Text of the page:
The ICA 2007 Tutorials will take place on the afternoon of Sunday
9 September 2007.
Tutorials attendance is included in Regular and Student registration.
Tutorial 1 - Sparse Representations:
From Source Separation to Compressed Sensing
This tutorial will give an overview of the state of the art in the theory,
algorithms and applications of sparse signal representations. The main
emphasis will be on (blind) under-determined source separation, and
I will discuss some connections with the emerging field of compressed
sensing, which aims at exploiting sparse models to replace classical
Starting with the example of under-determined blind audio source separation,
I will illustrate intuitively the nature of sparse signal models and
how they can help solve ill-posed inverse problems. I will then survey
some recent mathematical results which analyze the properties of these
models and explain the performance of sparse representation algorithms
such as convex optimization methods and matching pursuit. I will conclude
by an introduction to compressed sensing with a discussion of its connections
to under-determined (blind) source separation, outlining the main theoretical
and practical challenges raised by these approaches.
Tutorial 2: Information Filtering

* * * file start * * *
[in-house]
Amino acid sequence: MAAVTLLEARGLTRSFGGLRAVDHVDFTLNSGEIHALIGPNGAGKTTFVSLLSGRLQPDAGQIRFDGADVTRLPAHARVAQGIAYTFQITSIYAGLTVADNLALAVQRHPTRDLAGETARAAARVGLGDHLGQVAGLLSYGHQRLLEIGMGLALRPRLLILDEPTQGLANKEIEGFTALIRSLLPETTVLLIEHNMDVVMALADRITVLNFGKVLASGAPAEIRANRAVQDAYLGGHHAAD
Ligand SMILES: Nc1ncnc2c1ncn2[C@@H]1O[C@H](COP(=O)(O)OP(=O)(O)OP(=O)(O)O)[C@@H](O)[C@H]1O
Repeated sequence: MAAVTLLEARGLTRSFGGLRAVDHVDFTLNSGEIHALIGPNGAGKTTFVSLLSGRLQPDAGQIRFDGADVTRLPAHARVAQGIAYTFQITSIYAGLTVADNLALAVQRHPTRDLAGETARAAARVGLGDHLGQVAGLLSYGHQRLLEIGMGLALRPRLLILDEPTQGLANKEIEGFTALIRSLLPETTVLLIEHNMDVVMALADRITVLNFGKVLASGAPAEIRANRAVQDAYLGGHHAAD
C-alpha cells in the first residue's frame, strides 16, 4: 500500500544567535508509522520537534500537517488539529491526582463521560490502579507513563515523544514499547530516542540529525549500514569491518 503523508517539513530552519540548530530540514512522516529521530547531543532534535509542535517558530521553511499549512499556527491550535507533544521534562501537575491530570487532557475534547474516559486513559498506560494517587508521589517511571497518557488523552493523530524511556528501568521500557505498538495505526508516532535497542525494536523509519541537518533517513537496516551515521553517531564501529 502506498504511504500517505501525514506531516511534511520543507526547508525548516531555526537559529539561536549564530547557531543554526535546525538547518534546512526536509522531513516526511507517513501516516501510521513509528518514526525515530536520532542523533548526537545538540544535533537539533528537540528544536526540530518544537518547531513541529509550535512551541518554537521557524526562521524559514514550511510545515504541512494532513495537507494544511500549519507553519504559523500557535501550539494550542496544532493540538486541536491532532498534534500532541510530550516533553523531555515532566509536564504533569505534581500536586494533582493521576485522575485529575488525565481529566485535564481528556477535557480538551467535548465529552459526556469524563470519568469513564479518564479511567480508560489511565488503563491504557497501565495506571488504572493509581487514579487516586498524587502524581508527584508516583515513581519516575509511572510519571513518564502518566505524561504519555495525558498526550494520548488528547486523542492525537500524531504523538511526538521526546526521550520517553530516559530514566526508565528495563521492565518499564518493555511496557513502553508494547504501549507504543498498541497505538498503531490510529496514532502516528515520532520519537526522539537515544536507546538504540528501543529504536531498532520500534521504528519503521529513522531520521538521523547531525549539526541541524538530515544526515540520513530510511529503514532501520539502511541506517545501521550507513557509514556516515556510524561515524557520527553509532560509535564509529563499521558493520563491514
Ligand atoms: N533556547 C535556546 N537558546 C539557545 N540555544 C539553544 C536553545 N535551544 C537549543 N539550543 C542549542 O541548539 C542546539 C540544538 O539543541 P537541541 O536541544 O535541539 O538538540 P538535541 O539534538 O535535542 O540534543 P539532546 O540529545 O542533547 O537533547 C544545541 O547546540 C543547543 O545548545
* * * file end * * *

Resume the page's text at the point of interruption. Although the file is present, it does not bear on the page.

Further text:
Jose C. Principe, Ph.D.
Distinguished Professor of Electrical and
University of Florida, Gainesville, USA
This tutorial will introduce a methodology
to train linear or nonlinear systems with entropy and divergence,
as opposed to the well known moment methods (e.g. mean square error
(MSE)). The advantage is that more information about the error
signal is captured in the weights of the mapper and a wealth of
new applications become possible, including independent component
analysis (ICA) as a special case. One of the corner stones of information
filtering is a methodology called information theoretic learning
(ITL) to estimate entropy directly from data, without estimating
probability density function explicitly. Applications to system
identification, blind deconvolution, independent component analysis,
principal curves and dimensionality reduction will be presented.
There is a very tight link between ITL and kernel methods being
developed now in the machine learning community. This tutorial
will also present a new similarity function called correntropy.
The name was coined to show that it is similar to correlation
but its mean value across delays (or dimensions) is the argument
of Renyi's quadratic entropy. This similarity function defines
a new reproducing kernel Hilbert space (RKHS) that shows a lot
of promise to design and implement nonlinear signal processing